Novel Boot Camp – Lecture #5: Character Motivation

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We all have motivations – the things that make us do what we do. But it’s not entirely uncommon (okay, it’s really common) for writers to not put enough thought into their characters’ motivations.

After all, motivation is easy right? Bad guys are motivated by evil. Good guys are motivated by good. Easy peasy.

Not so fast! Motivation is a vital component of a successful novel. Weak motivation can not only reduce the effectiveness of your story, it can completely ruin it!

Plot-Dictated Motivation

The plot dictating the characters’ motivations is one of the worst things that can happen to your novel. You can write the most interesting twists and turns with a premise that has “bestseller” written all over it, but if the characters’ actions aren’t authentic, it will fall completely and horribly flat.

A lot of people believe that authentic actions come from well developed characters, but character development isn’t nearly as important as authentic motivation.

Suzie running into the lion’s den makes for a fascinating scene! But if the reader doesn’t believe running into the lion’s den is something Suzie is sufficiently motivated to do, it’s worse than if she had decided to stay home.

If your character makes a decision because that is the decision that moves the plot in the direction you want it to go, you may very well end up with a problem.

Writing a plot outline is great for a lot of writers, but if your character is standing with her arms crossed, shaking her head, saying “I will not do that!” – don’t make her!

Too Much Motivation

Too much motivation could also be called “wish-washy motivation” because often the motivations appear and disappear throughout the novel whenever is convenient. This happens when writers aren’t quite sure how to justify what the characters are doing so they stuff a bunch of explanations into the novel.

I should rob this store because they ripped me off. Plus this is the store that Billy the bully shops at! Plus it’s Tuesday and I always like to wreak havoc on Tuesdays. And also they sold me a moldy banana last year.

I am not saying that your character cannot have multiple motivations. Sometimes this does occur and works well (so long as it feels authentic).  But if your character constantly cites multiple reasons for their behavior (especially if their motivation flip-flops throughout scenes without a reason for the change), you could create a weakening effect where all of the motivations seem inauthentic.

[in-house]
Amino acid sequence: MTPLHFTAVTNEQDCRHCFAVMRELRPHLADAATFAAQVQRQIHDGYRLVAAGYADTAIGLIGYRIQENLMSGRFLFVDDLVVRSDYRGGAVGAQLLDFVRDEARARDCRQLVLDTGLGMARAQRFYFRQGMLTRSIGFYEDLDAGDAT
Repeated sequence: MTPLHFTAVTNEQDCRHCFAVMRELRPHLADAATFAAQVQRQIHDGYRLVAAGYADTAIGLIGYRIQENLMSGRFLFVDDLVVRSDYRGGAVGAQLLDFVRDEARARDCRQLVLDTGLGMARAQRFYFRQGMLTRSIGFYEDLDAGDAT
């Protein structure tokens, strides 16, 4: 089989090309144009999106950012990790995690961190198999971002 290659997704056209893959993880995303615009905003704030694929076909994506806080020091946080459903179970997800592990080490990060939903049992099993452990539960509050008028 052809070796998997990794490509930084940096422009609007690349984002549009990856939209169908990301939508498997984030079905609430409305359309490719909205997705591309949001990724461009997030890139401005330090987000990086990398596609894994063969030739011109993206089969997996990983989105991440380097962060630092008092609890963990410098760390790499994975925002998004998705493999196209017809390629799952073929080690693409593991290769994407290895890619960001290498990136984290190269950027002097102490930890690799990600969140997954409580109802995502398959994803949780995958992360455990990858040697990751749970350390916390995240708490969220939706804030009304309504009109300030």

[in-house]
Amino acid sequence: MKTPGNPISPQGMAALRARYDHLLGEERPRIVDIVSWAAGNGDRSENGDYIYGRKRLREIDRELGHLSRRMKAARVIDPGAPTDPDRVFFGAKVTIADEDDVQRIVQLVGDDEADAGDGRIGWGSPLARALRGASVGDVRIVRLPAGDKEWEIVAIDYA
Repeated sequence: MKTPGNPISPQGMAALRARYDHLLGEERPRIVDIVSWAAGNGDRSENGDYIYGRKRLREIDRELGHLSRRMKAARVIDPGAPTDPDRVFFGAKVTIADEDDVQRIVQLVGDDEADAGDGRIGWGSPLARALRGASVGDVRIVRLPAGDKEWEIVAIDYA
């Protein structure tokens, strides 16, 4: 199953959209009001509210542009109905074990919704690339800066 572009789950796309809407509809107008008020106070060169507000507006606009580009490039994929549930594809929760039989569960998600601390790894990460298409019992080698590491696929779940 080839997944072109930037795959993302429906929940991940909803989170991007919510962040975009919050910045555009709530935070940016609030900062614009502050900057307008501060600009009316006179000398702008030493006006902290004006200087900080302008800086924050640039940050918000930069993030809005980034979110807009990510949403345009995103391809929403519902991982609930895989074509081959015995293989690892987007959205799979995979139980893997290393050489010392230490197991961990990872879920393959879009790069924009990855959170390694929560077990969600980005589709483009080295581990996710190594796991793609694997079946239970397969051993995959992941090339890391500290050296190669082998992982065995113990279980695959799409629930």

Too Little Motivation

Some books (such as humor and MG) can get away with teeny-tiny helpings of motivation. But the majority of genres need a great big heap to keep the novel moving. Not multiple motivations necessarily, but strong ones.

In general, the motivation should reflect the severity of the conflict. Your character cannot murder someone because they’re motivated by wanting a ham sandwich. They can’t run away from home because Mom wouldn’t let them watch cartoons.

There are certain motivations that might seem big to the writer, but don’t feel big to the reader, such as a character being motivated by a sense of right and wrong. This leads us into the next topic:

Motivation Must Be Personal

The character’s motivation must be personal, meaning that there needs to be a reason why they are willing to fight the novel’s antagonistic force. A sense of right and wrong is not a strong enough motivator. This motivation could be shared by hundreds of other people who could solve the conflict instead. It doesn’t provide a reason why the main character has to be the protagonist.

A character motivated by a strong sense of right and wrong could be seeking revenge for the murder of his family or saving a loved one from being kidnapped. Suddenly a pretty average motivation has been turned into something highly personal.

Adding a personal motivator into the mix makes the character’s actions easier to identify with. Without one, it’s easy for readers to find the character’s decisions unbelievable. This is what you experience often in poorly written horror movies. “Why would you go in there? You have no reason to go in there! OMG the monster is in there, you idiot!”

If you look for a personal motivator in published novels, you will find that the motivator is usually to “fit in,” save a loved one, or defeat a force that only that character can defeat.

Not Dying as a Motivator

Not wanting to die is usually not a sufficient motivator on its own. Not because not dying isn’t motivating, but because everybody wants to not die. “What is that book about?” “Well, the main character doesn’t want to die.”

Not dying should be coupled with another, more personal and dynamic motivator (see above), such as wanting to solve a mystery or wanting to save a loved one or wanting to live long enough to enter a pie-eating contest.

Motivation Should be Present on Every Page

There should not be a page in your novel where your character has no motivation. From page 1 to page 300, something should always be driving their behavior.

A page without motivation is dull, and a scene without motivation is meandering. If you’ve ever read a novel that felt like it wasn’t going anywhere, there’s a good chance it was because the characters’ motivations were not clearly identified and articulated.

Motivation is About Goals

Some writers can fall into the trap of giving characters motivations that are not tangible. Something like “wanting to fit in” is a great motivator, but what does that mean for the character? For some people, fitting in might mean making it onto a sports team while for others it would mean finding a long-term partner.

Clearly identify the goal behind your character’s motivations. And by clearly, I mean that there should be no question whatsoever in the reader’s mind as to what the character is trying to achieve.

Introduce New Motivations Before Eliminating Old Ones

Depending on your individual story, your character may have a variety of motivations that change over time. This is perfectly fine, but be sure to introduce new motivations before completely eliminating old ones.

More than a sentence or two in which a character has no motivation will make the reader begin to feel lost and bored. Readers keep reading because they are eager to see if the character achieves their goal. If there is no goal, there is no motivation to keep reading.

Bad Guys are Motivated Too